If not Indictment, then Impeachment

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Donald Trump, Indictable President

The report by Special Counsel Robert Mueller explicitly refrains from finding that Donald Trump did not commit obstruction of justice. Mueller wrote that he would state that he was certain the president had not committed that crime were he confident of the fact, but he is not confident of it. He leaves the point explicitly ambiguous. This is important.

Mueller is a careful, scrupulous man. Attorney General William Barr is a careless, unscrupulous political hack who took the job to prop up Trump. Barr took Mueller’s careful ambiguity and ran with it, claiming a touchdown he had not earned and did not deserve. The latest reports indicate that Mueller expressed his misgivings about how Barr had presented the report to the public, believing that Barr had failed to capture the nuance Mueller intended to convey.

Lots of people seem obsessed with the question of indicting the president. This is misplaced. Even a reasonably distinguished legal scholar takes the erroneous position that the Constitution prohibits indicting a sitting president, but he does correctly indicate that indictment and impeachment are distinct processes and that only impeachment can serve to remove the president, who then remains expressly susceptible to indictment for whatever crime led to his removal through impeachment.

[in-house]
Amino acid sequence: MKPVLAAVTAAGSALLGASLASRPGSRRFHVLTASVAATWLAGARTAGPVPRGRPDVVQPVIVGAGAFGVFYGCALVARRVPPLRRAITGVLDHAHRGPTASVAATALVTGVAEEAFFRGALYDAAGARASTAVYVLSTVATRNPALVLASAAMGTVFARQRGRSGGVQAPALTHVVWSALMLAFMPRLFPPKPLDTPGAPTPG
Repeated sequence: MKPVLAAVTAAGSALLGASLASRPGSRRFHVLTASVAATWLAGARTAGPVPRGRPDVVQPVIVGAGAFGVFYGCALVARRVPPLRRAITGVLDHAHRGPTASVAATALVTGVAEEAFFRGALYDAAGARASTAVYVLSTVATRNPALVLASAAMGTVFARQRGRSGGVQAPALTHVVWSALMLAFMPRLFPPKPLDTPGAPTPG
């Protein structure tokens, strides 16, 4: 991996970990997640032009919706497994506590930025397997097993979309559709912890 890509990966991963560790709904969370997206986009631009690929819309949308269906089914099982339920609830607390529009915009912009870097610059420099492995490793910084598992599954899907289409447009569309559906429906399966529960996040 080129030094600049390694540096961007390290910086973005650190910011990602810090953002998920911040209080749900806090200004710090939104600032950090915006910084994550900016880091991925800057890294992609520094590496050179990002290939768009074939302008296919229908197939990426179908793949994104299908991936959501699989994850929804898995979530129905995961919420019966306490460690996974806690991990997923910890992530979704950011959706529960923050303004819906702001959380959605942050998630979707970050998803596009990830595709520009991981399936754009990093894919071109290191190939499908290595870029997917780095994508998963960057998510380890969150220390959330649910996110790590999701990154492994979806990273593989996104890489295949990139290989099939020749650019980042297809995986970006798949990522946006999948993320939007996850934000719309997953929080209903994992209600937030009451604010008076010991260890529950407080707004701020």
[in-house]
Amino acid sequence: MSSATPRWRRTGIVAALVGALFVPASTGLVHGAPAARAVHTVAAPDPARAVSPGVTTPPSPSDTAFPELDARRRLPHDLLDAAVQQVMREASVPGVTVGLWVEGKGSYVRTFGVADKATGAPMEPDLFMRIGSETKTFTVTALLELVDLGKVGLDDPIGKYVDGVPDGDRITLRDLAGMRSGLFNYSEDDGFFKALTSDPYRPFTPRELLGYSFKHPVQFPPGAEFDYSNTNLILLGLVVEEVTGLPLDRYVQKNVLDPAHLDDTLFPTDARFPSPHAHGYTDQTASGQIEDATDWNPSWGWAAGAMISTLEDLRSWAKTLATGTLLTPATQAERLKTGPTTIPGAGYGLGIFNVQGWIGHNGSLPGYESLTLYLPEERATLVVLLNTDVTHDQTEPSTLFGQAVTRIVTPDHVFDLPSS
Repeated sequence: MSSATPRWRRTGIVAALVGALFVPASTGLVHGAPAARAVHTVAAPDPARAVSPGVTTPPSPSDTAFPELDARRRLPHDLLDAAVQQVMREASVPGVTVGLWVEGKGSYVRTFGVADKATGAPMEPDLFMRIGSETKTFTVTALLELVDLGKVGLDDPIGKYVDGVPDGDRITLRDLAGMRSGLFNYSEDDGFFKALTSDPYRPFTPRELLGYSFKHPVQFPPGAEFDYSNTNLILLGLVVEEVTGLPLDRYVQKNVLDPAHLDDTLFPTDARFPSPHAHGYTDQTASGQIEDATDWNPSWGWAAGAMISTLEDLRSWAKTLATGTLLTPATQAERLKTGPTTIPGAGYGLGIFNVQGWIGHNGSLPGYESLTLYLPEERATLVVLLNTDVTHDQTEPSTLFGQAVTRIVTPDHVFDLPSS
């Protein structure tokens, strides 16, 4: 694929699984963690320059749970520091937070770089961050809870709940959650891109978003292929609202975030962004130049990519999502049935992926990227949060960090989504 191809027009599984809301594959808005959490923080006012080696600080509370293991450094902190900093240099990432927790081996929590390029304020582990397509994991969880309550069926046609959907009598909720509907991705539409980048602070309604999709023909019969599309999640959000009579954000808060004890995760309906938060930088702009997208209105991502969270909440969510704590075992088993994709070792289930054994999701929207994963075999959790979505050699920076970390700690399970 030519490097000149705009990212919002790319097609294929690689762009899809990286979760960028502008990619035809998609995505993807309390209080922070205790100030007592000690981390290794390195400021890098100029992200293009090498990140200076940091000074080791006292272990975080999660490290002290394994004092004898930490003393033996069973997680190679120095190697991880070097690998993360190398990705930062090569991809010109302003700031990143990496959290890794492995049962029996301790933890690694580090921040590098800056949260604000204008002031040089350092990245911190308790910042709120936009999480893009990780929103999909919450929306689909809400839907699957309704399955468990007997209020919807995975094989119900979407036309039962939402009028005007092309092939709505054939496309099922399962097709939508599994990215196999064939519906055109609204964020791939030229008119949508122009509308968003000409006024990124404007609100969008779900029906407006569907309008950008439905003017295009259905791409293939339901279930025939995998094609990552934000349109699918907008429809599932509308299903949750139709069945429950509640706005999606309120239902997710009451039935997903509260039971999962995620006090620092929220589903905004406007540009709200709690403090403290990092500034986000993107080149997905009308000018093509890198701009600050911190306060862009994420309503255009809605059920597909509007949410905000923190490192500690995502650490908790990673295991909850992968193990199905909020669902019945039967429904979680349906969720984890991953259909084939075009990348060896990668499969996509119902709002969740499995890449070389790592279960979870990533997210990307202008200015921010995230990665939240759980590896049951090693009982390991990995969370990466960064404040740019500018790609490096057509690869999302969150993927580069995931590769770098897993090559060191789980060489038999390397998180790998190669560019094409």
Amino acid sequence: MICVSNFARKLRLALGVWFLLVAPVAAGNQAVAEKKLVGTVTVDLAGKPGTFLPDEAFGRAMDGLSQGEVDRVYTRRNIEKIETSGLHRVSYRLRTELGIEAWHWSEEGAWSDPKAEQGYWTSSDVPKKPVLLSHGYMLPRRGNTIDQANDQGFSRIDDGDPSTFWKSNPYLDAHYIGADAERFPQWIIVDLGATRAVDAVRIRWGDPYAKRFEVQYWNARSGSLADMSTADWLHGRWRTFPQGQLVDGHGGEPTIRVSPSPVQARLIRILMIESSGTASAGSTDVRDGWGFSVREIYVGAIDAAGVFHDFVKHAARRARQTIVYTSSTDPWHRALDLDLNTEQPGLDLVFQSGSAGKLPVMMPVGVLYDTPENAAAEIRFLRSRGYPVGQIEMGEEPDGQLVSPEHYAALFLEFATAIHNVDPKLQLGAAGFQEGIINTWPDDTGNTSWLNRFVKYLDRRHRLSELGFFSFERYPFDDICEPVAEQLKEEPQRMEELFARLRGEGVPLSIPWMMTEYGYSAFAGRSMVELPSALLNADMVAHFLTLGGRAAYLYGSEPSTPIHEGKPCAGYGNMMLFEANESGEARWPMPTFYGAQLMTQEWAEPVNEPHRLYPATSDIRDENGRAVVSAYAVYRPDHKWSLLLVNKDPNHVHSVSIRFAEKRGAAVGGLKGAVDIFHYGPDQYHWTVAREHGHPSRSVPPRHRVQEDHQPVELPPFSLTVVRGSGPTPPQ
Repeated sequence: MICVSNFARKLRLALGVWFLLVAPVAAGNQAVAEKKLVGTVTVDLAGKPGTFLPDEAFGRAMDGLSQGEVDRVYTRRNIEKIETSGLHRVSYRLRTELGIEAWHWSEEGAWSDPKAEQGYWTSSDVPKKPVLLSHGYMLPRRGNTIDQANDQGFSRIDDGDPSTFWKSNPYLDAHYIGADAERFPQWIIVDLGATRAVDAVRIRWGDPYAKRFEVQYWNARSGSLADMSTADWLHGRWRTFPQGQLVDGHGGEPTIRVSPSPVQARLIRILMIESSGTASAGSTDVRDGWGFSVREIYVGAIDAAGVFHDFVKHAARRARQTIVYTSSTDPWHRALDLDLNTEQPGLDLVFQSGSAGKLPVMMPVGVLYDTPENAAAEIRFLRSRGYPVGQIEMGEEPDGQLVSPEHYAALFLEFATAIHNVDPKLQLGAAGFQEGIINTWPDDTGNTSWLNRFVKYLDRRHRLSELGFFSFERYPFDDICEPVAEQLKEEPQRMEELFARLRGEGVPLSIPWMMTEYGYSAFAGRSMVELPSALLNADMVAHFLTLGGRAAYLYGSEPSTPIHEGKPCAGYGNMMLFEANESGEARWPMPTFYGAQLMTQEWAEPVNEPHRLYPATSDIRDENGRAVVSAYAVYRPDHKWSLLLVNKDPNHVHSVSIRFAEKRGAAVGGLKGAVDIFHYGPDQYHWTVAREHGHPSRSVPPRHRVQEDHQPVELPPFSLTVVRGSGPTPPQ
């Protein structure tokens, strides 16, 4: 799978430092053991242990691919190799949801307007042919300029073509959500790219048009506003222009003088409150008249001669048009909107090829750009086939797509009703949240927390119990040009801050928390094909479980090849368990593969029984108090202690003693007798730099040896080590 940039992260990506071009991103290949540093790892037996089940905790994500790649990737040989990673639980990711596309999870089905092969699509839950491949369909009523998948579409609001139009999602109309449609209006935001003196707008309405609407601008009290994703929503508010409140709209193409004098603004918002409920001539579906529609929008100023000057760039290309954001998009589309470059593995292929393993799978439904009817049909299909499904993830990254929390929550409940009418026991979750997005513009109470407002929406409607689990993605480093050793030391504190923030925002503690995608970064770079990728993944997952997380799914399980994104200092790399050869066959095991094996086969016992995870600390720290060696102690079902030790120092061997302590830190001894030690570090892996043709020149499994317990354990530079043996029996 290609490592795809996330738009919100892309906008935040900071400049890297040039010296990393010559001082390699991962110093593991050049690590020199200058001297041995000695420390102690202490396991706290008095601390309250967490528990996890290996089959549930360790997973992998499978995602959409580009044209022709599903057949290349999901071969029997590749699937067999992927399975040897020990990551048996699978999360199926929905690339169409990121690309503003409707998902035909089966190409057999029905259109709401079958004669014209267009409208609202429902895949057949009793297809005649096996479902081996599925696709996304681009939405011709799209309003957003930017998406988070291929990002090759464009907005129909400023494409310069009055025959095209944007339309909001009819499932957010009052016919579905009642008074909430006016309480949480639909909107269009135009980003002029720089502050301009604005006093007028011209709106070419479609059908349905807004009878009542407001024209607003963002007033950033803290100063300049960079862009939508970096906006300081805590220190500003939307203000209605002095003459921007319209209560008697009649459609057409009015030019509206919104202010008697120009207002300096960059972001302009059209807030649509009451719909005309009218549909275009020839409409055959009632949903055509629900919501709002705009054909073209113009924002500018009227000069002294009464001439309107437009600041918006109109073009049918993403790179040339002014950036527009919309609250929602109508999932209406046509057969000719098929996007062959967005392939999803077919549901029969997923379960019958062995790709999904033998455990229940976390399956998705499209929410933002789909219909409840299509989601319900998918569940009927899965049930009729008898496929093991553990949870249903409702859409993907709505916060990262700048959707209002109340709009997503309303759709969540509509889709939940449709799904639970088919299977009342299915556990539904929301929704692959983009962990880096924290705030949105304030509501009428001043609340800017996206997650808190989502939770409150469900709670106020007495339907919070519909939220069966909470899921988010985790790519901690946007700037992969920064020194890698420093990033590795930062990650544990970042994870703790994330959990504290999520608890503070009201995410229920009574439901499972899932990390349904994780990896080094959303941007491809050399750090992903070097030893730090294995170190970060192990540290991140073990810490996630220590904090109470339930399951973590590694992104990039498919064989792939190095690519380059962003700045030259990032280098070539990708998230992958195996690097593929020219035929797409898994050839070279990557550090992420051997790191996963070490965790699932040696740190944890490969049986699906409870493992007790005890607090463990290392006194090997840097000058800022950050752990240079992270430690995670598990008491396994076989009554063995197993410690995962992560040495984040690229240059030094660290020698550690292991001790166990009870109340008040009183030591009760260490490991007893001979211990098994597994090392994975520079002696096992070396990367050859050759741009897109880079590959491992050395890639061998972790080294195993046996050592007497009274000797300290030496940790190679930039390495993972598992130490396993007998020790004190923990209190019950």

Regardless, with an irresponsible political hack running the Department of Justice, it is obvious that no indictment of the president will issue.

So the House must impeach.

At this stage, the impeachment process should take the form of investigation to determine what crimes to impeach the president for, but the House should declare their investigation an impeachment investigation, in order to give that investigation the strongest possible legal position going into any court battles against the administration for the purpose of overcoming the refusal of Trump and his toadies to comply with the entirely reasonable demands of the House.

At least two former prosecutors have stated publicly that they believe sufficient evidence exists to impeach the president. A majority of the public thinks the House should not begin impeachment proceedings against Trump, even though a larger majority thinks he committed crimes before he became president, and believe his former attorney Michael Cohen’s version of the story about paying off former porn star Stormy Daniels during the campaign.

But since finding criminal conduct by the president is a near certainty, pursuing impeachment is still the best course. Trump’s supporters will never change their minds. No point in worrying about what they think. They are the minority.

The rest of the public will come around once convincing evidence of Trump’s criminality comes to light.

Impeach him now.

Written by

Uppity gay, Buddhist, author, historian.

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